If you are looking to make cross domain requests with ajax for items in a cache manifest, don't. It wont work.
We recently embarked on building a web application that runs completely offline on mobile devices.
It was fully content managed from our CMS, which published assets and a cache.manifest file to a couple of amazon S3 buckets.
Our set up was this:
- The CMS and API run off an EC2 server on a domain A
- The assets are published to a S3 bucket on domain B
- The web app is hosted on a S3 static website bucket on domain C
You can't cross domain the cache manifest itself, but you can cross domain the items in it, as long as its not HTTPS.
So, we need the web app on domain C to load the API on domain A. As well as allow the web app on domain C to load the assets on domain B all via Ajax. This is not allowed due to security restrictions.
CORS to the rescue. or so we thought....
Apache and CORS
Apache does not like CORS.
At least not for cached responses. If you request a resource that returns a
304 not modified, Apache will remove any CORS headers!!
The preflight request is made successfully, and then the actual request is made, but if this hits a cached resource, apache will remove the CORS headers from the response, and then the ajax client rejects the request as it no longer supports CORS.
So any hits to our API that would return a cached response would fail. The only 2 solutions were to disable caching (not desirable) or export the output of this API endpoint when changes are made to a static file on S3.
A bug ticket in 2011 was opened, obviously not rush to fix it.
S3 and CORS
S3 does like CORS, and follows the CORS spec.
Enabling CORS in S3 is in fact quite simple, you login in to your S3 control panel, select the bucket, go to security and hit the CORS button.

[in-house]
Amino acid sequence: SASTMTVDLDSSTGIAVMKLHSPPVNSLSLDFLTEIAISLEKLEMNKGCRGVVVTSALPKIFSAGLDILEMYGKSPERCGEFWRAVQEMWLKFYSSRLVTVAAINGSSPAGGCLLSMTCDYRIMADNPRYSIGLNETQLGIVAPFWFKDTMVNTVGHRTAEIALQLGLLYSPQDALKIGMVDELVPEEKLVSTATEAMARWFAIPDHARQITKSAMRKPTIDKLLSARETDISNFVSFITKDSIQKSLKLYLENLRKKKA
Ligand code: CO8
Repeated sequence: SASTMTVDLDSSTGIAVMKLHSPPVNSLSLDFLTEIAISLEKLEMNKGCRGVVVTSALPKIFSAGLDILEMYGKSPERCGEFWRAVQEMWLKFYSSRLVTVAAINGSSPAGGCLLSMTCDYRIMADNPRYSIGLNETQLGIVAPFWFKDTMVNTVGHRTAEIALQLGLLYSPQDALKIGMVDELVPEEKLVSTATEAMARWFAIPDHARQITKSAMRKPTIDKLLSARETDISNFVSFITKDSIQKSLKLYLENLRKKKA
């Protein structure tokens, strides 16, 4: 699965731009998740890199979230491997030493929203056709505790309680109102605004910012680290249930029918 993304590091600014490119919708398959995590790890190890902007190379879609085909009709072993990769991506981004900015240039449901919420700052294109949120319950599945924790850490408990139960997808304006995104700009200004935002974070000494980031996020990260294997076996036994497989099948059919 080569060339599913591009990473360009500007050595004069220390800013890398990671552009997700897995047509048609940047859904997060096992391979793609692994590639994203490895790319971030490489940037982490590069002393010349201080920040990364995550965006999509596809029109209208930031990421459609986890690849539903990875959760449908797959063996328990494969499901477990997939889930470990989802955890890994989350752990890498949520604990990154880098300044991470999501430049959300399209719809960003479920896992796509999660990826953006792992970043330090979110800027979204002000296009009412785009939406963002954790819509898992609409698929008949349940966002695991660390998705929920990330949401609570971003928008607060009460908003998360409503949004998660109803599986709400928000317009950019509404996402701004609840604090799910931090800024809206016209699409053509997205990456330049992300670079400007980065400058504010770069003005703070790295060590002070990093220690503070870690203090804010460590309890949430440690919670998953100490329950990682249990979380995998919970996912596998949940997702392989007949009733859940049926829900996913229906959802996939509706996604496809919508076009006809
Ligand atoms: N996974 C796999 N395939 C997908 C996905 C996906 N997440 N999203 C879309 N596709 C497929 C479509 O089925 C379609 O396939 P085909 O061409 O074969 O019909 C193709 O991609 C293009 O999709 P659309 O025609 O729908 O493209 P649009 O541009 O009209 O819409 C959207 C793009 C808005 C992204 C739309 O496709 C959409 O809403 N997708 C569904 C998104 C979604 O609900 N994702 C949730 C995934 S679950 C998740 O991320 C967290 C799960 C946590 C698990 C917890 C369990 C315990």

Then, any request that passes the Origin header, S3 will return your CORS settings for that request. All good.
App Cache and CORS
Webkit app-cache doesn't like CORS either.
The CORS spec states that the request MUST pass the origin header for CORS to work. When the browser finds an entry in the cache.manifest, it requests this from the server and caches the response headers. What it doesn't do is pass the
Origin header. This means any server respecting the CORS spec will NOT return any CORS headers.
The cache manifest request does not need to make a CORS request, as it is not an ajax call so it will succeed without one. The problem arrises when you load a file from your cache manifest with ajax. The request never makes it to the server, it comes from the app cache, and the cached response does not contain any CORS headers and thus the ajax client rejects the request.
If you have full control over the headers on your server, you can force the CORS headers regardless of the
Origin header, but this goes against the CORS spec.
So, in summary, don't try to do any cross domain app cache, and don't try to use apache to return cached cross domain requests - you will be banging you head against a wall trying to work out why it doesn't work.